- Employment and training
- Health and wellbeing
- Digital training
- Older people's services
- Youth services
Befriending: Addressing loneliness
Collectively, our volunteers gave close to 7000 hours, visiting some of Peabody’s most vulnerable residents.
A two-hour weekly visit from a volunteer can make all the difference to lonely older people and those experiencing isolation, some of whom have very limited contact with friends and family.
Collectively, our volunteers spent close to 7000 hours visiting some of Peabody’s most vulnerable residents, including older people, those living with disabilities and people experiencing mental health issues.
Our befrienders spend time chatting during home visits, and help residents to get out and about in the local community, make other friends, get to appointments and access local services.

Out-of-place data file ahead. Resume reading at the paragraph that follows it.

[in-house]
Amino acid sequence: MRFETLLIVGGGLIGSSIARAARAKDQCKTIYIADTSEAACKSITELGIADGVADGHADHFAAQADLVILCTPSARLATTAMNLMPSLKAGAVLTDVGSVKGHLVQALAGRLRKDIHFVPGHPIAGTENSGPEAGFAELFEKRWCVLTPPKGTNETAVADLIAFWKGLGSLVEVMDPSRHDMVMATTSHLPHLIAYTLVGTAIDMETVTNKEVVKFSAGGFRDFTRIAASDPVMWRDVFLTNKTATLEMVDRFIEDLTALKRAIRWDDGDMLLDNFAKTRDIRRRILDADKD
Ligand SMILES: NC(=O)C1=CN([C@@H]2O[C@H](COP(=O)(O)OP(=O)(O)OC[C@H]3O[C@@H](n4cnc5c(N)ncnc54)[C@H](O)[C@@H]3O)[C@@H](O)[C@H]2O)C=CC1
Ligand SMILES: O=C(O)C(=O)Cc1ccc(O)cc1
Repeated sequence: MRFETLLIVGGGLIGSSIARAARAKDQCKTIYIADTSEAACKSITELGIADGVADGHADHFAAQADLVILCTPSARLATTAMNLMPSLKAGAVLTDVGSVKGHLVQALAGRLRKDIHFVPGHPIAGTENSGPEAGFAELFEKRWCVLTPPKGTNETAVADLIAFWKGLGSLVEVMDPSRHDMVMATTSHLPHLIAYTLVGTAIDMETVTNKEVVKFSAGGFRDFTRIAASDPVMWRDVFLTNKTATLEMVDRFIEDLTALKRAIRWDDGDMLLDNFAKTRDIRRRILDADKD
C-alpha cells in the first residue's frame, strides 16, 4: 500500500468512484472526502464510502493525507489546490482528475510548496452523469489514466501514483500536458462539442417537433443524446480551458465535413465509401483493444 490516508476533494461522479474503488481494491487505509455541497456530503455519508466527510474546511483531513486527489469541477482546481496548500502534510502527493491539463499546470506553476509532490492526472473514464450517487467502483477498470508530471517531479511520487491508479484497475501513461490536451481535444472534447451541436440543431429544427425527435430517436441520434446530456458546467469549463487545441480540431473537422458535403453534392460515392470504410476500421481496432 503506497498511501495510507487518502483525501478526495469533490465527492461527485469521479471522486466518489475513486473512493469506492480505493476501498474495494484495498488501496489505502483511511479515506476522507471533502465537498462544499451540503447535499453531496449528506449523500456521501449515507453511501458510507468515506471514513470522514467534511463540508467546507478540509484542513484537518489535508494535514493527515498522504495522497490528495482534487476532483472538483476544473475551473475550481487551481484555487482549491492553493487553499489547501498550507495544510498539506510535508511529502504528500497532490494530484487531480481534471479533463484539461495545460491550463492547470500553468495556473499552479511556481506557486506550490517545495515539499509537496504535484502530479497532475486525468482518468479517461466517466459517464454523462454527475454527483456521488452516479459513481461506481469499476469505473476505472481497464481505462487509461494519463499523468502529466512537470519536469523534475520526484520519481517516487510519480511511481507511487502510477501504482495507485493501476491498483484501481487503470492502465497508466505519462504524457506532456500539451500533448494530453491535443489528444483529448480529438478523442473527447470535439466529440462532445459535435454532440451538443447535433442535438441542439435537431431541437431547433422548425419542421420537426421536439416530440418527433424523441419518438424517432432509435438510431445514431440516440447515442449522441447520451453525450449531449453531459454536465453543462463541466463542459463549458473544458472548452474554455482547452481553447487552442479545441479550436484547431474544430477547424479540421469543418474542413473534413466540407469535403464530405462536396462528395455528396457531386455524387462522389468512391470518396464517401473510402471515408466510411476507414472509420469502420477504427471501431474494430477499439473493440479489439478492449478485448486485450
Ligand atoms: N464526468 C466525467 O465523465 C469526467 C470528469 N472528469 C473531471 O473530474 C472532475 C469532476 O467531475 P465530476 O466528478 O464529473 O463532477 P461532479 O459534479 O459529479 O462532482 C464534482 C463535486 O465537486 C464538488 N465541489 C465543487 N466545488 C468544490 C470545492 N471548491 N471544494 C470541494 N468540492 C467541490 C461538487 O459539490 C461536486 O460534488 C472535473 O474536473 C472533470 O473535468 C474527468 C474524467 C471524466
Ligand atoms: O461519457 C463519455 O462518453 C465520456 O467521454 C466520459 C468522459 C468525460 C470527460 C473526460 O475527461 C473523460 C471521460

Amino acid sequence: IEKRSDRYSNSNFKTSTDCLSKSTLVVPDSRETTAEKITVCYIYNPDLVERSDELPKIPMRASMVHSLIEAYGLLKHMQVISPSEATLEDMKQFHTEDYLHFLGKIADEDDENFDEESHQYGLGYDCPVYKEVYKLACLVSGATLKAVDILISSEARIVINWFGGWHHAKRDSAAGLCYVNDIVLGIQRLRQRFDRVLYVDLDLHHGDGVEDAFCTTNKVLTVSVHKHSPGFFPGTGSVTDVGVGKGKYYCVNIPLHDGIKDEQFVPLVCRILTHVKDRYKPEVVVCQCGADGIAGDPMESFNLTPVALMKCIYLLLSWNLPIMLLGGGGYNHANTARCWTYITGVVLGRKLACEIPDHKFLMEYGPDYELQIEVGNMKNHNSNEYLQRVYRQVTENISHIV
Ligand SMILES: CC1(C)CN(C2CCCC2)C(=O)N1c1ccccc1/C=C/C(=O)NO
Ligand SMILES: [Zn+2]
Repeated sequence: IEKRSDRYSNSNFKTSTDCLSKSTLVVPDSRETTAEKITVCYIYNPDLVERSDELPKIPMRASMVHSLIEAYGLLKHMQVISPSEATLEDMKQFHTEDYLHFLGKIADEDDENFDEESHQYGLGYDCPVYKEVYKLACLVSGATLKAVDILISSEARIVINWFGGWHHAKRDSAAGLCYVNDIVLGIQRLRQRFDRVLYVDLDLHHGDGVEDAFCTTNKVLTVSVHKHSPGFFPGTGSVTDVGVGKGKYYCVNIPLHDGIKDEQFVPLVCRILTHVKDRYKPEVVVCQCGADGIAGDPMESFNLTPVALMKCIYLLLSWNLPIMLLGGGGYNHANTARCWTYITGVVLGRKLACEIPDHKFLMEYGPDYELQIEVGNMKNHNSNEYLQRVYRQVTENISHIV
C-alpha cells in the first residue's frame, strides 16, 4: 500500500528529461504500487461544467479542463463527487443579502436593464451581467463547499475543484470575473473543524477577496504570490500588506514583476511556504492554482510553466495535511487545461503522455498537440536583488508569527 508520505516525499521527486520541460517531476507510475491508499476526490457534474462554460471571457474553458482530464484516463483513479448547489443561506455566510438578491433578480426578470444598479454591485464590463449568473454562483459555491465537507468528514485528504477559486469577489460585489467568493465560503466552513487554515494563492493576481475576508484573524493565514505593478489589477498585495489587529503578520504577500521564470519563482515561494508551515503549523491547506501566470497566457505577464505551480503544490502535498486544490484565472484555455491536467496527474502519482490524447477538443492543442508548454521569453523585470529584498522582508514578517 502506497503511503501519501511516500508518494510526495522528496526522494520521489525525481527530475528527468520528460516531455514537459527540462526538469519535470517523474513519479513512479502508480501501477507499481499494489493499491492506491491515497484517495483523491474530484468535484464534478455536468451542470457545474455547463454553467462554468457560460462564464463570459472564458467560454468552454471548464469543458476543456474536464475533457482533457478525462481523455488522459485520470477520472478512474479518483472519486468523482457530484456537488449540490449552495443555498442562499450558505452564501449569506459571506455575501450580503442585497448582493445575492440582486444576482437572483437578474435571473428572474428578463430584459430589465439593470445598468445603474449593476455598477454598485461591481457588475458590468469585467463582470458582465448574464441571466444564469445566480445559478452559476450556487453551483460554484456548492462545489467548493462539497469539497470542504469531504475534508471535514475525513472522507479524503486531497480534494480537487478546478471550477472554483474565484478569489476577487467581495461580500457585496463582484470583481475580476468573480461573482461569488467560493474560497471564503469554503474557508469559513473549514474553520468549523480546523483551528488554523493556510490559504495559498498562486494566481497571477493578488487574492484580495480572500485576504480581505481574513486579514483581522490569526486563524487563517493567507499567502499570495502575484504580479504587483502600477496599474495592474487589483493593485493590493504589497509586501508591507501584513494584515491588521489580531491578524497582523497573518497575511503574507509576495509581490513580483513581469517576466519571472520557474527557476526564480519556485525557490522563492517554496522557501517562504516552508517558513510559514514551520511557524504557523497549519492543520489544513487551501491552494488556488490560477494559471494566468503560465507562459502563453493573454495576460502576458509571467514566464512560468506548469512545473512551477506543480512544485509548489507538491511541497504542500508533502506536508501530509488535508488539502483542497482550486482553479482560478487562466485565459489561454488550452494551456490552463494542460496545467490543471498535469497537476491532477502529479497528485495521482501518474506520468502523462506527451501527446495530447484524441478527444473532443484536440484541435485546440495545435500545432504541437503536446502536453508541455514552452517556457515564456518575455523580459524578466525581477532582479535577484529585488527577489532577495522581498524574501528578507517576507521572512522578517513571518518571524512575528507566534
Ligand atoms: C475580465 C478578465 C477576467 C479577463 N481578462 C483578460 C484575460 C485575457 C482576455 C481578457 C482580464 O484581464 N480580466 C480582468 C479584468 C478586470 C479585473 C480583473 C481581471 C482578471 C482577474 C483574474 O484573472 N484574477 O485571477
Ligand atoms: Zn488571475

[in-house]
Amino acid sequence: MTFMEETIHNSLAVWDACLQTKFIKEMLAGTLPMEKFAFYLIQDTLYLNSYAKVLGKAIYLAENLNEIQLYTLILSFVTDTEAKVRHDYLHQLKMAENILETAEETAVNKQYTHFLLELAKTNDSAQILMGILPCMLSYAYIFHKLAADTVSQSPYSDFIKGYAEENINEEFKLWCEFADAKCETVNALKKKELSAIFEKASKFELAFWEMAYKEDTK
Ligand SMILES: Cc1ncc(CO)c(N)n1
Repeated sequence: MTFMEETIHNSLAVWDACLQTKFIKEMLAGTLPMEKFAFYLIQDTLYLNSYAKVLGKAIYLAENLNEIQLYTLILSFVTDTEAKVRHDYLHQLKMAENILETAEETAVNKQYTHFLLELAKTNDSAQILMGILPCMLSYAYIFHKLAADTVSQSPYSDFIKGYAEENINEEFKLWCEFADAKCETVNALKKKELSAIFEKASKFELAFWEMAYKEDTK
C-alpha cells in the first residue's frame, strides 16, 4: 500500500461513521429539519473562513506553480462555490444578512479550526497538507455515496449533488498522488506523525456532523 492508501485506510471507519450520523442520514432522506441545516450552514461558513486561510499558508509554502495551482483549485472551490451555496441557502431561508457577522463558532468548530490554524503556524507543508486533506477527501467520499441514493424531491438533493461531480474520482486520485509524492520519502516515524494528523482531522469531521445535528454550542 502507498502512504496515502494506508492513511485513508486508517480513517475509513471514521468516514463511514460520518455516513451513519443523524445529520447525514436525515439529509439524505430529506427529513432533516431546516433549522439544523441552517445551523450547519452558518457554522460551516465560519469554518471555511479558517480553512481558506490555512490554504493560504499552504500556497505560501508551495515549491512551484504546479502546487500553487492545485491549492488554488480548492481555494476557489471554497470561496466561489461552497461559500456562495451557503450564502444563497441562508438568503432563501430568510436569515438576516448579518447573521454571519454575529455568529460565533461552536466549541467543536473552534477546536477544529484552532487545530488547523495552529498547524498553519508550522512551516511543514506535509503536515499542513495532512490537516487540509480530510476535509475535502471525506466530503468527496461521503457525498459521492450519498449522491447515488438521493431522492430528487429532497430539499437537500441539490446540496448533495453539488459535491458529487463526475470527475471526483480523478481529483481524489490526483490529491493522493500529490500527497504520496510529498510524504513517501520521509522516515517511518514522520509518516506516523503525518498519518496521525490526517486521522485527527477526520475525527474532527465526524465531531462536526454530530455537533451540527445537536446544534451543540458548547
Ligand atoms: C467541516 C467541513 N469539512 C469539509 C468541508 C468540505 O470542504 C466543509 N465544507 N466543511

She took me to an appointment with Citizens Advice Bureau and helped me understand what was being said. She has also offered to take me to hospital appointments that I can't get to in the future. I’m in a wheelchair and can’t travel on my own so it’s difficult for me to get out sometimes. My Befriender has treated me as a normal person, and helped me to live like a normal person too.”
Debbie said: “I’ve always wanted to volunteer for a worthwhile cause but never had the time. Now that my children have grown up and left home, I have some spare time to give. I’ve been befriending Danny for the last six months.
I really love seeing the smile on his face as I walk through the door. It gives me a real sense of personal fulfilment. It’s a great feeling, making a difference to someone’s life which is why I would recommend it to others who have some spare time on their hands.”
Find out how to become a volunteer befriender